Wirshark packet captures revealed lost tcp segments which I believe is normal up to a degree.
Any dropped ssh session seems to lose the connection after a fragment lost and Double ACK sequence, the last one seems to be the client trying to recover...
The most common reasons of output drop on tunnel are MTU, CPU and encapsulation failure. Since there is no encap_fail from the cef drop output, encapsulation might not be the reason here. Maybe you can turn on debug ip icmp and see if the router generate any ICMP type 3 code 4 message.
I was wrong with this
I cleared the counters and apparently there are some correlations between the numbers
#show cef drop
CEF Drop Statistics
Slot Encap_fail Unresolved Unsupported No_route No_adj ChkSum_Err
RP 203 0 0 0 0 0
#sh int | i drop
Input queue: 0/75/0/0 (size/max/drops/flushes); Total output drops: 292
The MTU is 1476 for that interface. What would be the reason for this?
However according with the definition
Encap_fail Indicates the number of packets dropped after exceeding the limit for packets punted to the processor due to missing adjacency information (CEF throttles packets passed up to the process level at a rate of one packet per second).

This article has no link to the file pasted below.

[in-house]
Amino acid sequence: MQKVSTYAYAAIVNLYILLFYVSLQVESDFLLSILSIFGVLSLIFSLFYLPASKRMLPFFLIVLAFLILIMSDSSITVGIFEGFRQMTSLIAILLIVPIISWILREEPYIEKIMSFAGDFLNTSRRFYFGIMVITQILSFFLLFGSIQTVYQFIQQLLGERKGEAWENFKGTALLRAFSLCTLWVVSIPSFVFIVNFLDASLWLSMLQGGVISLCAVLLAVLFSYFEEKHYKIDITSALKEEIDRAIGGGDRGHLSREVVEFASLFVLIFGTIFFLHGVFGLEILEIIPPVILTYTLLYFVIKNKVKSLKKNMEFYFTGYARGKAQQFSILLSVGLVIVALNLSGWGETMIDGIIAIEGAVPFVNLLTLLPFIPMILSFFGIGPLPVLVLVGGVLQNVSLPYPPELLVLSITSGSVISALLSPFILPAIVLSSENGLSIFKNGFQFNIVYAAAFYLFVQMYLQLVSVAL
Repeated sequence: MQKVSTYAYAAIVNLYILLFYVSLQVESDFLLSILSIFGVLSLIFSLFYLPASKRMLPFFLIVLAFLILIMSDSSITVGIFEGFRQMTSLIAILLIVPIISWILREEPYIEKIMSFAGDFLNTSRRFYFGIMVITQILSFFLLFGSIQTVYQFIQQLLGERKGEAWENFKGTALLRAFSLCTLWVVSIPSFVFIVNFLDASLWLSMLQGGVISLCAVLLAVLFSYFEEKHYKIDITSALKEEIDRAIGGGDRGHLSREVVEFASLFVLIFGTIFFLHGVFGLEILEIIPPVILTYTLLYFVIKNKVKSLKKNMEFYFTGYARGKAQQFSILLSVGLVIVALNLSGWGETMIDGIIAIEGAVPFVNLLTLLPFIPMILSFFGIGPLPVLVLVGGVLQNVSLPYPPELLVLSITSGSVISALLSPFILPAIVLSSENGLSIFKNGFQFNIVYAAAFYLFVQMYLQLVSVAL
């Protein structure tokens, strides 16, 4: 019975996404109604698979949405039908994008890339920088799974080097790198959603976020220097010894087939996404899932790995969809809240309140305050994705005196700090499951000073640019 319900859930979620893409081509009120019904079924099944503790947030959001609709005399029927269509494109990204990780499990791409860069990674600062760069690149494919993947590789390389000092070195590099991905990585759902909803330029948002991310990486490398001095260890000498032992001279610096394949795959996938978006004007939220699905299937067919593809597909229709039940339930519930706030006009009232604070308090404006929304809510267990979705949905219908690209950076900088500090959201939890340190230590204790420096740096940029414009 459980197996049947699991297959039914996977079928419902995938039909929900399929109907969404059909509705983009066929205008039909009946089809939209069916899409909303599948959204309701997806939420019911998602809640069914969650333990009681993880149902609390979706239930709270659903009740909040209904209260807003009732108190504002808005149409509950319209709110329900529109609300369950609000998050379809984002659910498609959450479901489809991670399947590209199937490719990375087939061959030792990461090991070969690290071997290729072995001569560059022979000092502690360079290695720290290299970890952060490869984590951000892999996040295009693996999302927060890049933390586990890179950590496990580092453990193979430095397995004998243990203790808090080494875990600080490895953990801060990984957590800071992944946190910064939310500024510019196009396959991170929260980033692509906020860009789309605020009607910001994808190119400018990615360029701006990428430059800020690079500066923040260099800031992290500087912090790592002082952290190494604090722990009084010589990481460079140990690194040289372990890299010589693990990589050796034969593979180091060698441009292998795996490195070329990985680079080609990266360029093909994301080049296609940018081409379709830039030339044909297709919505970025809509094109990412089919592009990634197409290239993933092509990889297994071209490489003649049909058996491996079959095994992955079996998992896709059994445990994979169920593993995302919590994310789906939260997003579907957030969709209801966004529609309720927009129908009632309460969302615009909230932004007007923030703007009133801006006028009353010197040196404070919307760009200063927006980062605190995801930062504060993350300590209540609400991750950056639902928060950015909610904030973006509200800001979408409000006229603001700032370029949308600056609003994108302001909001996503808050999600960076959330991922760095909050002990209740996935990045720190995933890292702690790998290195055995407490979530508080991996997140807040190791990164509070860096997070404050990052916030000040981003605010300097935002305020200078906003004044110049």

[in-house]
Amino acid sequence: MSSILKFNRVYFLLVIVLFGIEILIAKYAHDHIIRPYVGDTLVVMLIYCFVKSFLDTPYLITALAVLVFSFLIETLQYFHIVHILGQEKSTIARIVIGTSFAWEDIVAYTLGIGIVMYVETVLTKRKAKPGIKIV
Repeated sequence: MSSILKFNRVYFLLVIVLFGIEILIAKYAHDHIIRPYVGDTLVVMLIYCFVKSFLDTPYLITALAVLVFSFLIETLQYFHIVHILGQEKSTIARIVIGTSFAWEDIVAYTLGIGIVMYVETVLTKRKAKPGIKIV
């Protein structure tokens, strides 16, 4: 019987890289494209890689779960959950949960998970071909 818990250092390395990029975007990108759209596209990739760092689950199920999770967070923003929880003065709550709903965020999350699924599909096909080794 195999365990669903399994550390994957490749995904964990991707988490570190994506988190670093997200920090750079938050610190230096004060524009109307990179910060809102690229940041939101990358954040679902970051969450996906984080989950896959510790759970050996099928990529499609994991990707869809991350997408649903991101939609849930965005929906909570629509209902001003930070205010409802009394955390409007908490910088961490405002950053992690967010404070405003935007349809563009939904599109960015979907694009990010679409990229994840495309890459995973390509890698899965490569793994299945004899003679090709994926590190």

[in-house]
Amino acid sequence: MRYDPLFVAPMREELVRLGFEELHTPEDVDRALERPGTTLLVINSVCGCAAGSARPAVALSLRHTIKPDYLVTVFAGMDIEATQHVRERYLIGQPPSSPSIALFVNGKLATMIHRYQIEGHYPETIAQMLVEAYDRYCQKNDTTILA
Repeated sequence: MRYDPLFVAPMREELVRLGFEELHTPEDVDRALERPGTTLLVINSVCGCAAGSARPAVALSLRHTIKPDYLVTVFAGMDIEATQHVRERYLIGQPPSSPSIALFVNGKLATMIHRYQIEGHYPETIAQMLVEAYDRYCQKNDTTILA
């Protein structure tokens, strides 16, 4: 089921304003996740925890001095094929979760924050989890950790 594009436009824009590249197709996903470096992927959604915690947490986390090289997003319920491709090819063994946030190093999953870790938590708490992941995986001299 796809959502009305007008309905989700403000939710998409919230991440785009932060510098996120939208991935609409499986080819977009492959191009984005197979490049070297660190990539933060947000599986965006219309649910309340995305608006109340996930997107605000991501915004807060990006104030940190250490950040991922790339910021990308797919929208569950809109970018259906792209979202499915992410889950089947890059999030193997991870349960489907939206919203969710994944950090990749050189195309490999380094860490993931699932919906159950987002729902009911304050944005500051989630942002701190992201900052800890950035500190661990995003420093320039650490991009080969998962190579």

At this point I have resons to believe you need to know more about this setup.
It is kind of weird but it has worked OK till we started having problems with these drops
I already recommended a L3 upgrade for the CoreA and CoreB (see the attached picture). They are C3750 stacks running L2 images. they should be upgraded to L3 images and that will stop the core traffic to hit the edge routers.
I also know that there is plenty of multicast traffic in that client VLAN and that my get the routers in trouble. Apparenlty the routers are quite busy dealing with interrupts...
show process cpu indicates
CPU utilization for five seconds: 32%/28%; one minute: 34%; five minutes: 33%
Ok, so the 292 is the number of drops on your tunnel interface?
Let's turn on debug ip cef drop to see what cause the encap_fail.
I wish I could do that ...that is subject for a RFC and it will take take
Is there any other way to debug this?
CEF is cisco thing, dont know if there is RFC for it.
The debug is not that CPU intensive, you should not lock yourself out of the box; you can turn on "no logging console", and check the debug from "show log" when you done.
Sorry for the delay and thanks for working with me on this.
RFC is, in this case, a Request For Change .
The environment is quite sensitive and they want everything approved before you touch the routers
What I could do was to adjust the MTU on the Windows (XP) side.
I didn't look at the drops anymore but I can confirm that after decreasing MTU to 1450 the SSH session that I started two days ago worked fine, that never happened before.